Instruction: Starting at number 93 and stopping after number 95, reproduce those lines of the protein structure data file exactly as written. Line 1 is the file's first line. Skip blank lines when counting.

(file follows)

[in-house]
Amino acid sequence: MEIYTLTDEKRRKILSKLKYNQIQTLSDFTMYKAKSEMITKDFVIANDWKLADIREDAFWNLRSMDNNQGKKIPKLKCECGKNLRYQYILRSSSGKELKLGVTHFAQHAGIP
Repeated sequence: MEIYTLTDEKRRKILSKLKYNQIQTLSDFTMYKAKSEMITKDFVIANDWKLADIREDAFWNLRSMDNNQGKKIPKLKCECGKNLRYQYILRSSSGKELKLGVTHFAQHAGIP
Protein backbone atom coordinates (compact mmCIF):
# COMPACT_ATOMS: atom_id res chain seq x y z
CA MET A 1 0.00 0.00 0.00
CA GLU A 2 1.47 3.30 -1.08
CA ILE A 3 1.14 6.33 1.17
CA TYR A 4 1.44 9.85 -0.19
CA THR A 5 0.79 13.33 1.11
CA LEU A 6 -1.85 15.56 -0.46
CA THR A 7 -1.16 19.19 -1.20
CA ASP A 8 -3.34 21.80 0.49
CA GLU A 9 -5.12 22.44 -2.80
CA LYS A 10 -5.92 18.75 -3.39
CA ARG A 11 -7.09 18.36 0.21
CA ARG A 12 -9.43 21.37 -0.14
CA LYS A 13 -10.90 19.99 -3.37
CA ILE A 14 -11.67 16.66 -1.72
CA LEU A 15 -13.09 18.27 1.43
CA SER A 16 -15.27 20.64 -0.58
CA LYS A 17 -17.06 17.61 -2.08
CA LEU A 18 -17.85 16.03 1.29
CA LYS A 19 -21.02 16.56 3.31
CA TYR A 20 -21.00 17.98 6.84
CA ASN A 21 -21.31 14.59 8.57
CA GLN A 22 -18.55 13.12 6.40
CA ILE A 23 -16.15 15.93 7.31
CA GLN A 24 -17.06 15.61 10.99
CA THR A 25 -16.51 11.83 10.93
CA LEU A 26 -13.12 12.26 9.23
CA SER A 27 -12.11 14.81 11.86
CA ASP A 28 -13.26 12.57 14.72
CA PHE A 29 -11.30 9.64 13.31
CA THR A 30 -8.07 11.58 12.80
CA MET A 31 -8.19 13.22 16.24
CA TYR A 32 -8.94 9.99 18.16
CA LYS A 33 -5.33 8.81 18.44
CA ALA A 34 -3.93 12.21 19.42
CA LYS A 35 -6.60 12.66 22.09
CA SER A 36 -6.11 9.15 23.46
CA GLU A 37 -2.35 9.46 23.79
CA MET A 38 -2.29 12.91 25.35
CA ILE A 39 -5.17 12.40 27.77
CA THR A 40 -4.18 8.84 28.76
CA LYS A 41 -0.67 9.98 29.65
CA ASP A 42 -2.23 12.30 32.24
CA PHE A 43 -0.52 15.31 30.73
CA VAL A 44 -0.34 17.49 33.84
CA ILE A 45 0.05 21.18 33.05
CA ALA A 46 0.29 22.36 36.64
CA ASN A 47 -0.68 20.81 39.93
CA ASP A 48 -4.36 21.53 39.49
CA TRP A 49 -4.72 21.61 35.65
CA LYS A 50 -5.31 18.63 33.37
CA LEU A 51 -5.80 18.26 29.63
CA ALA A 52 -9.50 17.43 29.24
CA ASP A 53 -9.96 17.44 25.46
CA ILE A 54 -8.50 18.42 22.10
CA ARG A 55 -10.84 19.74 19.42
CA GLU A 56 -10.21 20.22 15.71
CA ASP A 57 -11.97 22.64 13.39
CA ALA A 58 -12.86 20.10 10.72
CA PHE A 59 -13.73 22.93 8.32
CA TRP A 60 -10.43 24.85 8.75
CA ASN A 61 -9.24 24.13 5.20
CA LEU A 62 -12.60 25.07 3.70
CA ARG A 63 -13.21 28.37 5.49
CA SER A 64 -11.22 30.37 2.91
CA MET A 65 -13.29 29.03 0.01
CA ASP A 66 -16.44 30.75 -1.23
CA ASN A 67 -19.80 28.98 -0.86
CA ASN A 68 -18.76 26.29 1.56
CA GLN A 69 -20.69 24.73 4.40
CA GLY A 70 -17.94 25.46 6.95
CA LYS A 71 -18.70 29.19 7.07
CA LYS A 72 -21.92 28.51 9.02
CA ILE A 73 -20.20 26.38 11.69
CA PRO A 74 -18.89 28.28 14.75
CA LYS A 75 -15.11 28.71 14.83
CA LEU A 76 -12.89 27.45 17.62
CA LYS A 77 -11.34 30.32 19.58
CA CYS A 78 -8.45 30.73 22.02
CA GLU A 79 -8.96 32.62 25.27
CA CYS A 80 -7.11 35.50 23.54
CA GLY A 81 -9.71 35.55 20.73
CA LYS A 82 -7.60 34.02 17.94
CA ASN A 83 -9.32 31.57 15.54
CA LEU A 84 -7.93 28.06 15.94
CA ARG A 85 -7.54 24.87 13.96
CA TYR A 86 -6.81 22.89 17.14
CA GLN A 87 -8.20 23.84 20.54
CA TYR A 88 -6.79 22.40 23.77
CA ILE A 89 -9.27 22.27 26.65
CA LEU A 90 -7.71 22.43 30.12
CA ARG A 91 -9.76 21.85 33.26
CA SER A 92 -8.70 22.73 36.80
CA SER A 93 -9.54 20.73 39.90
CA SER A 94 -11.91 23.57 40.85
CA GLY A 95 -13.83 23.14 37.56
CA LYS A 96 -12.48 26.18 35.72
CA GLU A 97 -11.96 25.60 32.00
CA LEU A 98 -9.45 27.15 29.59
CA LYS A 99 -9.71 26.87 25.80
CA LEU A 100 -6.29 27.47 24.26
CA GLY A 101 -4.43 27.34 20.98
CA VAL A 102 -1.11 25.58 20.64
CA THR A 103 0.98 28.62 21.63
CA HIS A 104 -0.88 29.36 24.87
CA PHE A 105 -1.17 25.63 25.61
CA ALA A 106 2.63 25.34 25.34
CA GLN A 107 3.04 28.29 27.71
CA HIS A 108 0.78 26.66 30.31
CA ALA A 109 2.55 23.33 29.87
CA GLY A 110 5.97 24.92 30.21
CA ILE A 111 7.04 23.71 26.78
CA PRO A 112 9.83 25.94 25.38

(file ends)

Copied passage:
CA TYR A 88 -6.79 22.40 23.77
CA ILE A 89 -9.27 22.27 26.65
CA LEU A 90 -7.71 22.43 30.12